The “Magic” of Liposomal Encapsulation Technology

electron microscopy showing LET Liposomes
Liposomes as viewed through an electron
microscope. The nano-size and the phospholipid
composition of these nutrient-filled liposomes
allow them to passively slip into the bloodstream
from the small intestines without impediment
and without the need for any type of active
transport or osmotic pressure.
Liposomes are sub-microscopic bubbles made of a class of substances called phospholipids. Virtually every cell in the human body is encapsulated by a membrane made from phospholipids. When phospholipid layers are placed in certain solutions and under certain conditions, liposomal bubbles automatically form. These tiny bubbles are filled with the host solution and now protect the enclosed substance from exposure to degrading substances in the surrounding environment.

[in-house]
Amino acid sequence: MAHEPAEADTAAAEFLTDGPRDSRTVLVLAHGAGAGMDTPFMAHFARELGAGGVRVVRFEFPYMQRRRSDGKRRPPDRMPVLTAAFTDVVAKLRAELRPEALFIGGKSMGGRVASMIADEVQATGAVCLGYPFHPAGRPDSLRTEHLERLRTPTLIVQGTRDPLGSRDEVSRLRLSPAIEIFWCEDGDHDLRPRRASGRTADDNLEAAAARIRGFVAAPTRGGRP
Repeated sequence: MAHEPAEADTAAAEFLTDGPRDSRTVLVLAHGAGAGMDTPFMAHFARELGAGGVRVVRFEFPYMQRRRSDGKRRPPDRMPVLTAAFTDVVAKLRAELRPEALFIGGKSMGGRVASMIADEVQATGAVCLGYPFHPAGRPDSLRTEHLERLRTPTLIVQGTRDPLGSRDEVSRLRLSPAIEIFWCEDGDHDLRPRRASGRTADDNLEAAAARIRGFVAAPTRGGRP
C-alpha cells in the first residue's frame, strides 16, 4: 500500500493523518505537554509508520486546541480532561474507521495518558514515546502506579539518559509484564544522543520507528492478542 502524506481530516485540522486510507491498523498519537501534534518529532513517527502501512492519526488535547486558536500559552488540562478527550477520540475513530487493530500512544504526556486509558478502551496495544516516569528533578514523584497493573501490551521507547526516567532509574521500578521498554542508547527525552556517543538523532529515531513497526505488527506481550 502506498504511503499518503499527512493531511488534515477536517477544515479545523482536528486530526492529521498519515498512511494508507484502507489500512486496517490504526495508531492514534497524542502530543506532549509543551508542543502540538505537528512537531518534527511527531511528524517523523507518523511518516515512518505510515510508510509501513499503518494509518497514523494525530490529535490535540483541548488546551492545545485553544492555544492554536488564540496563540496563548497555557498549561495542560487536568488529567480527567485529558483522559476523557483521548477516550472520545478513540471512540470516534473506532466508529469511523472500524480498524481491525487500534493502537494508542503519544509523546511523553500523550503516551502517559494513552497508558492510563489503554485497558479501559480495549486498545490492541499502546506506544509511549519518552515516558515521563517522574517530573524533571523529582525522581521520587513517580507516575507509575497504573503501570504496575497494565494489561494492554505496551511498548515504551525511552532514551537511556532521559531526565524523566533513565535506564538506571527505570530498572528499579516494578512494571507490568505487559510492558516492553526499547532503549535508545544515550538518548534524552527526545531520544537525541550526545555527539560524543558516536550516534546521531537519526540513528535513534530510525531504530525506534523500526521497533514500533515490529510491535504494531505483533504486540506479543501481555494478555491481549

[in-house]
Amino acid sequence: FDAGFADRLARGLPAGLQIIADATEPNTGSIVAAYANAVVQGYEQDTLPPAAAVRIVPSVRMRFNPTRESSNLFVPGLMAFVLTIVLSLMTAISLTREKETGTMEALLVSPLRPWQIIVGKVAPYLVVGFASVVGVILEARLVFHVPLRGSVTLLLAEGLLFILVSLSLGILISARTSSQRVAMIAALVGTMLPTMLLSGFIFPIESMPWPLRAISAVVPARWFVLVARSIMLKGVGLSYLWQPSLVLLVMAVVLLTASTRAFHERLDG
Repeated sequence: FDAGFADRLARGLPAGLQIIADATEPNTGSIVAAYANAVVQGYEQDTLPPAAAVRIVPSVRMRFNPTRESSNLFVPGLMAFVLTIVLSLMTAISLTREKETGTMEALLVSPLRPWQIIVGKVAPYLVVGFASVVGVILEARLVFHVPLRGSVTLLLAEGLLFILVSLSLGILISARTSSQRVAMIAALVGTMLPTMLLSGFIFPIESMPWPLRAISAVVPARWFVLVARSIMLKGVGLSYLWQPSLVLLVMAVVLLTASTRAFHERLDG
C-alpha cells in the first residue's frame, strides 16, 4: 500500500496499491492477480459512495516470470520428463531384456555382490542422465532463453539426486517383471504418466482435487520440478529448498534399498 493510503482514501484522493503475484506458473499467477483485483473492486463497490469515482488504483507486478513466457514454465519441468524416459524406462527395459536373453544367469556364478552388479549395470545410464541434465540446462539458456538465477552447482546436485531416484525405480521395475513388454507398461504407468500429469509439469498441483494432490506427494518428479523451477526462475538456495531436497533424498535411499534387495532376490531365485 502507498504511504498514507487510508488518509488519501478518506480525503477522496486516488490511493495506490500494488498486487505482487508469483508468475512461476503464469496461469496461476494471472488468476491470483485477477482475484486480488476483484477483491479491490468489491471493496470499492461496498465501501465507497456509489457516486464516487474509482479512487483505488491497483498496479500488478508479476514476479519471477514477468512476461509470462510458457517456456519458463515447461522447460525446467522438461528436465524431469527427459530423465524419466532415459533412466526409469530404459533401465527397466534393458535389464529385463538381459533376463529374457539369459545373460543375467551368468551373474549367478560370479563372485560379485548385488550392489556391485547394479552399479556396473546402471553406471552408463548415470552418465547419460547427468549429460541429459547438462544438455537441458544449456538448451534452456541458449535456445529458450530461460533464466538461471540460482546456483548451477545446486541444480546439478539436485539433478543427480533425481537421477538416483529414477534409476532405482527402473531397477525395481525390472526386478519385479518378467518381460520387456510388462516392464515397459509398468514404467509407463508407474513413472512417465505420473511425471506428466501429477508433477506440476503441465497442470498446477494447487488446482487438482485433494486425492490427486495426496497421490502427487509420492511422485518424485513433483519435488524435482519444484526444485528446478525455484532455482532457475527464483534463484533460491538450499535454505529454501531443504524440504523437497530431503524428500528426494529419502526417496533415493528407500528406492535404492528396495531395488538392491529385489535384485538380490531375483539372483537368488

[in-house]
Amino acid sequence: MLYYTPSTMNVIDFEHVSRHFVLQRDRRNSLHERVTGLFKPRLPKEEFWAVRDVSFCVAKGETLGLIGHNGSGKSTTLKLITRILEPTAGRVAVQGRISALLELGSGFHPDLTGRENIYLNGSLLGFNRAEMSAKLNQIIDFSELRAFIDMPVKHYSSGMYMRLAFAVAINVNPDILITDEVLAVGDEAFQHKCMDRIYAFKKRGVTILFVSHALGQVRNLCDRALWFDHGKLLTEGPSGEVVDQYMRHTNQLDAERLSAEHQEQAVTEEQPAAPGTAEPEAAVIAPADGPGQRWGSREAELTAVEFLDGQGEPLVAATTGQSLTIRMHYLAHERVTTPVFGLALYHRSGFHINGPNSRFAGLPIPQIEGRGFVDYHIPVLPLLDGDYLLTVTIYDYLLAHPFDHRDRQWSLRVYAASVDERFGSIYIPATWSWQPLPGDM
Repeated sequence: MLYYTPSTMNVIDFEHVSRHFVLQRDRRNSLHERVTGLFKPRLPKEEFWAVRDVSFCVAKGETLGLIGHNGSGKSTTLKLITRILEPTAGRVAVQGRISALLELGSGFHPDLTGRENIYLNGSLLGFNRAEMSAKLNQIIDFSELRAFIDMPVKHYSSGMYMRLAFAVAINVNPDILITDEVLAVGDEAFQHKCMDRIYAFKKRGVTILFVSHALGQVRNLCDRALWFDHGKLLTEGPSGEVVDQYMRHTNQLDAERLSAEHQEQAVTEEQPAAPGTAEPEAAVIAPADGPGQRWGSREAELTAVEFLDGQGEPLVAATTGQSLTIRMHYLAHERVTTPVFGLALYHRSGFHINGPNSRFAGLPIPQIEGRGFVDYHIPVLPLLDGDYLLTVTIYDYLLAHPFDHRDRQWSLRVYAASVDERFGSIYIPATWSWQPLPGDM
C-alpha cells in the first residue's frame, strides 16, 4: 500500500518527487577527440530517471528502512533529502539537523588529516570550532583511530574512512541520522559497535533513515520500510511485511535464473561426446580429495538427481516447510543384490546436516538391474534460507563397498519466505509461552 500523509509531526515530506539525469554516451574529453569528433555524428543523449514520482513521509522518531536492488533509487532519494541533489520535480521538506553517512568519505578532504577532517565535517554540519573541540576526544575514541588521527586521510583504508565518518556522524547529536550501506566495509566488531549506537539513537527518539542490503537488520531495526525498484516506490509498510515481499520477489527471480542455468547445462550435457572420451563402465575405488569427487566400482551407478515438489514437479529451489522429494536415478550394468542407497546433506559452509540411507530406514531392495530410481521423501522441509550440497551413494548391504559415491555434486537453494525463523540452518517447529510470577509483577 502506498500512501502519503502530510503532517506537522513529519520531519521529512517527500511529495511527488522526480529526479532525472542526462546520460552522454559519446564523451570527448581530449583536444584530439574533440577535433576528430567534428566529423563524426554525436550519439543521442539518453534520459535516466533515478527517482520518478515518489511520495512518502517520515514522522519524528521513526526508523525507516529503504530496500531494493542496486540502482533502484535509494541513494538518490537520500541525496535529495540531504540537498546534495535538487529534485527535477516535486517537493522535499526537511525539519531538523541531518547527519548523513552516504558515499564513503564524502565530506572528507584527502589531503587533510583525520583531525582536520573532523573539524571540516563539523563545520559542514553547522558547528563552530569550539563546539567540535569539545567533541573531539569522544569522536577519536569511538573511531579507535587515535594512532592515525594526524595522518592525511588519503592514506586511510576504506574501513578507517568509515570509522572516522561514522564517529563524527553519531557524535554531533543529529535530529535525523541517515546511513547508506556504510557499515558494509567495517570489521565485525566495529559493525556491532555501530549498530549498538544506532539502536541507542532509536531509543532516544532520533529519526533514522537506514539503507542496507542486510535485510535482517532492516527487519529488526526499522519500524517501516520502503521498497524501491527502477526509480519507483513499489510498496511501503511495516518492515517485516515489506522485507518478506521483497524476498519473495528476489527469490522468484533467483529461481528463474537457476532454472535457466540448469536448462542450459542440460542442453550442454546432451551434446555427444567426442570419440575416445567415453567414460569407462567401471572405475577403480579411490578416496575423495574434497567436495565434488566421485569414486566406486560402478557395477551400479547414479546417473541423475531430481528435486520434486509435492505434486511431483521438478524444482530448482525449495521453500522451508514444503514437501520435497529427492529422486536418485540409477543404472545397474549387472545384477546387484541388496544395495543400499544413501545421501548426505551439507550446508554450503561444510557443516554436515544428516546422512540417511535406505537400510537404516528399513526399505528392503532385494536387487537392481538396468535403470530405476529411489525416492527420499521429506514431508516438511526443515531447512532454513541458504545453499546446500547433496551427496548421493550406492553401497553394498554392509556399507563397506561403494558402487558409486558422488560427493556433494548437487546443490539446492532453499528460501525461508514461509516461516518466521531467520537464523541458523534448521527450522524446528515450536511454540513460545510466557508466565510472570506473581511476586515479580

This is particularly important for anti-oxidant nutrients like Vitamin C that are easily oxidized by electron-hungry substances in the air we breathe.

Phospholipids are also impervious to digestive juices which make liposomes ideal for transporting acid- and enzyme-reactive substances through the digestive tract.

In addition, the submicroscopic size of nutrient-filled liposomes is so small that they easily pass through the intestinal barrier without requiring help from an active transport system or from osmotic pressure in the gut. Hence, virtually all of the nutrient is carried straight to the cells that need it.